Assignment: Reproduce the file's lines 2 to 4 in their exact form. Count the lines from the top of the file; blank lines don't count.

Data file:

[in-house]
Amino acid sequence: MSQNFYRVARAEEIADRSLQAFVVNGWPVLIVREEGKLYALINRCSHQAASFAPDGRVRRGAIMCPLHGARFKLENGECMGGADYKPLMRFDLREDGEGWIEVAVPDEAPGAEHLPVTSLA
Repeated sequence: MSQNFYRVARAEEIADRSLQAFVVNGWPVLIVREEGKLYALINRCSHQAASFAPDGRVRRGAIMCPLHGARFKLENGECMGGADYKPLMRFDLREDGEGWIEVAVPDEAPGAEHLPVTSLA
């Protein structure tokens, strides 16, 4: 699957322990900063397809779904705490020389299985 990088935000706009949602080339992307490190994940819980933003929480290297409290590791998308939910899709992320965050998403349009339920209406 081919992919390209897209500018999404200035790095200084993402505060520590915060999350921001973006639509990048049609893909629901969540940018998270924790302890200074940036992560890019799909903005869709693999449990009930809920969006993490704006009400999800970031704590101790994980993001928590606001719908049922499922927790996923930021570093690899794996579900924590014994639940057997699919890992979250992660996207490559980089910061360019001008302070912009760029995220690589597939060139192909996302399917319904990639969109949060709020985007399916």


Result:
Amino acid sequence: MSQNFYRVARAEEIADRSLQAFVVNGWPVLIVREEGKLYALINRCSHQAASFAPDGRVRRGAIMCPLHGARFKLENGECMGGADYKPLMRFDLREDGEGWIEVAVPDEAPGAEHLPVTSLA
Repeated sequence: MSQNFYRVARAEEIADRSLQAFVVNGWPVLIVREEGKLYALINRCSHQAASFAPDGRVRRGAIMCPLHGARFKLENGECMGGADYKPLMRFDLREDGEGWIEVAVPDEAPGAEHLPVTSLA
């Protein structure tokens, strides 16, 4: 699957322990900063397809779904705490020389299985 990088935000706009949602080339992307490190994940819980933003929480290297409290590791998308939910899709992320965050998403349009339920209406 081919992919390209897209500018999404200035790095200084993402505060520590915060999350921001973006639509990048049609893909629901969540940018998270924790302890200074940036992560890019799909903005869709693999449990009930809920969006993490704006009400999800970031704590101790994980993001928590606001719908049922499922927790996923930021570093690899794996579900924590014994639940057997699919890992979250992660996207490559980089910061360019001008302070912009760029995220690589597939060139192909996302399917319904990639969109949060709020985007399916």